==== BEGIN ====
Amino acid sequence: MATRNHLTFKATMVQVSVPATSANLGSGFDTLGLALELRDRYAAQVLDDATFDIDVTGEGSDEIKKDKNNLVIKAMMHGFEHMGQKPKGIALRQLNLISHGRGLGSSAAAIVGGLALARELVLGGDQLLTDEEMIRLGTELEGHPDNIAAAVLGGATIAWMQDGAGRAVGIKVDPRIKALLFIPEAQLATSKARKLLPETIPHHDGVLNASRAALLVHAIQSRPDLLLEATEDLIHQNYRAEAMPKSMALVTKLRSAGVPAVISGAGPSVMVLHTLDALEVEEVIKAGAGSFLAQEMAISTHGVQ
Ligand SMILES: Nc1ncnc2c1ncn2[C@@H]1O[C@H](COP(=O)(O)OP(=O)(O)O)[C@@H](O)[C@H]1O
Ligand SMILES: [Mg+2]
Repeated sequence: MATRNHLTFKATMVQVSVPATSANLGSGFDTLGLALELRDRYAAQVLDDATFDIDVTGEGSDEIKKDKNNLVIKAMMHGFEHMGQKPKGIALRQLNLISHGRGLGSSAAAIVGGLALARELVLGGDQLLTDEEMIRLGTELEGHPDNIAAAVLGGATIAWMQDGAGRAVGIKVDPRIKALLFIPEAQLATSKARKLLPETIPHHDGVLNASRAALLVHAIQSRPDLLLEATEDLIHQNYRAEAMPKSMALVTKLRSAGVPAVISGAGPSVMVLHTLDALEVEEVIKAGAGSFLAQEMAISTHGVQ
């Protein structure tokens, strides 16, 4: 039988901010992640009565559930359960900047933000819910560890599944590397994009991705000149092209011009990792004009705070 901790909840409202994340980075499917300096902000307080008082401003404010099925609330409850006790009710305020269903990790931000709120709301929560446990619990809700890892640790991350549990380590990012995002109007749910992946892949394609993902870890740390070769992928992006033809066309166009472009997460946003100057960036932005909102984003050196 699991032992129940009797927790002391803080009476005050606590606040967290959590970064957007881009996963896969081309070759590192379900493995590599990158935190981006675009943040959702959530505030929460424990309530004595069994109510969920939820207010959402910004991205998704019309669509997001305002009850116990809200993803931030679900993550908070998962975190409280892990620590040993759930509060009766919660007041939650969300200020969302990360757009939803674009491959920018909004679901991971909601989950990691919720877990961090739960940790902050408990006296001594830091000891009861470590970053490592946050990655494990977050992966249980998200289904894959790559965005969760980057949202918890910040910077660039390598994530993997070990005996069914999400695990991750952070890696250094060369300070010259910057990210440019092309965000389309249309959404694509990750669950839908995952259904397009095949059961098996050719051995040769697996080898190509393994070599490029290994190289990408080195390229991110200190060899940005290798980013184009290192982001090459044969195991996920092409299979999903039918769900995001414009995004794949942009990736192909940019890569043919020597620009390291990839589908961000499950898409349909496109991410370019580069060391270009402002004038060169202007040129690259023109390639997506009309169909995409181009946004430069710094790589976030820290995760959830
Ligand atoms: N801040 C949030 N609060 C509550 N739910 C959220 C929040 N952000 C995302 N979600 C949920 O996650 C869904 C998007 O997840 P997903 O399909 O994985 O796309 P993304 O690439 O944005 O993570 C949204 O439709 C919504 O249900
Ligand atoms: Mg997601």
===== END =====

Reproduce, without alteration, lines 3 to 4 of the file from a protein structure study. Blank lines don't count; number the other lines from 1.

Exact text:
Ligand SMILES: [Mg+2]
Repeated sequence: MATRNHLTFKATMVQVSVPATSANLGSGFDTLGLALELRDRYAAQVLDDATFDIDVTGEGSDEIKKDKNNLVIKAMMHGFEHMGQKPKGIALRQLNLISHGRGLGSSAAAIVGGLALARELVLGGDQLLTDEEMIRLGTELEGHPDNIAAAVLGGATIAWMQDGAGRAVGIKVDPRIKALLFIPEAQLATSKARKLLPETIPHHDGVLNASRAALLVHAIQSRPDLLLEATEDLIHQNYRAEAMPKSMALVTKLRSAGVPAVISGAGPSVMVLHTLDALEVEEVIKAGAGSFLAQEMAISTHGVQ